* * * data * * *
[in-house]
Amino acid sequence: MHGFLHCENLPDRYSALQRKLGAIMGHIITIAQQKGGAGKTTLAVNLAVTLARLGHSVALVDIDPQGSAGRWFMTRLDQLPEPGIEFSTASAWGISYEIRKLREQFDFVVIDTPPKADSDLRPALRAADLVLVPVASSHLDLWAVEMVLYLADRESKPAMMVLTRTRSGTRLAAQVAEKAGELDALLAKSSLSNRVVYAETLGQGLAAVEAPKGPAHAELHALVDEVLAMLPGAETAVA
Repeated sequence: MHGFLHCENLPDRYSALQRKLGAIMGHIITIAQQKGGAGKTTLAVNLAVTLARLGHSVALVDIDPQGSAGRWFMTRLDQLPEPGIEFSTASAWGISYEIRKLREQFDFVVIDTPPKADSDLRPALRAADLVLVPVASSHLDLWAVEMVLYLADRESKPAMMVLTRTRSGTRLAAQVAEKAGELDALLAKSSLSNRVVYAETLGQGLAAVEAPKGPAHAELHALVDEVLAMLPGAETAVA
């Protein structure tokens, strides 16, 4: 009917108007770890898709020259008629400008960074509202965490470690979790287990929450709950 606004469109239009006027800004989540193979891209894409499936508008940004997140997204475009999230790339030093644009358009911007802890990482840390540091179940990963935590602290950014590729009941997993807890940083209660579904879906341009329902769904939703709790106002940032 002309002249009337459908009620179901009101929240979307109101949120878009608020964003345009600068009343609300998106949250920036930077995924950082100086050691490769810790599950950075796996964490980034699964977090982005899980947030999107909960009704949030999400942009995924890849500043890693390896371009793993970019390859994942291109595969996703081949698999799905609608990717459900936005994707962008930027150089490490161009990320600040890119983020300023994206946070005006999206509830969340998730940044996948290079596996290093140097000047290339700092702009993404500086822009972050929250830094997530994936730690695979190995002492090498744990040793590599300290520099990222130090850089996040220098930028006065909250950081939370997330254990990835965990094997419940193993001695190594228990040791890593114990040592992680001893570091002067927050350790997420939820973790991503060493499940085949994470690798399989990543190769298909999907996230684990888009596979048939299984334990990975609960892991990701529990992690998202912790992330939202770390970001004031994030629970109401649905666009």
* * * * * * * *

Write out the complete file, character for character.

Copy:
[in-house]
Amino acid sequence: MHGFLHCENLPDRYSALQRKLGAIMGHIITIAQQKGGAGKTTLAVNLAVTLARLGHSVALVDIDPQGSAGRWFMTRLDQLPEPGIEFSTASAWGISYEIRKLREQFDFVVIDTPPKADSDLRPALRAADLVLVPVASSHLDLWAVEMVLYLADRESKPAMMVLTRTRSGTRLAAQVAEKAGELDALLAKSSLSNRVVYAETLGQGLAAVEAPKGPAHAELHALVDEVLAMLPGAETAVA
Repeated sequence: MHGFLHCENLPDRYSALQRKLGAIMGHIITIAQQKGGAGKTTLAVNLAVTLARLGHSVALVDIDPQGSAGRWFMTRLDQLPEPGIEFSTASAWGISYEIRKLREQFDFVVIDTPPKADSDLRPALRAADLVLVPVASSHLDLWAVEMVLYLADRESKPAMMVLTRTRSGTRLAAQVAEKAGELDALLAKSSLSNRVVYAETLGQGLAAVEAPKGPAHAELHALVDEVLAMLPGAETAVA
């Protein structure tokens, strides 16, 4: 009917108007770890898709020259008629400008960074509202965490470690979790287990929450709950 606004469109239009006027800004989540193979891209894409499936508008940004997140997204475009999230790339030093644009358009911007802890990482840390540091179940990963935590602290950014590729009941997993807890940083209660579904879906341009329902769904939703709790106002940032 002309002249009337459908009620179901009101929240979307109101949120878009608020964003345009600068009343609300998106949250920036930077995924950082100086050691490769810790599950950075796996964490980034699964977090982005899980947030999107909960009704949030999400942009995924890849500043890693390896371009793993970019390859994942291109595969996703081949698999799905609608990717459900936005994707962008930027150089490490161009990320600040890119983020300023994206946070005006999206509830969340998730940044996948290079596996290093140097000047290339700092702009993404500086822009972050929250830094997530994936730690695979190995002492090498744990040793590599300290520099990222130090850089996040220098930028006065909250950081939370997330254990990835965990094997419940193993001695190594228990040791890593114990040592992680001893570091002067927050350790997420939820973790991503060493499940085949994470690798399989990543190769298909999907996230684990888009596979048939299984334990990975609960892991990701529990992690998202912790992330939202770390970001004031994030629970109401649905666009």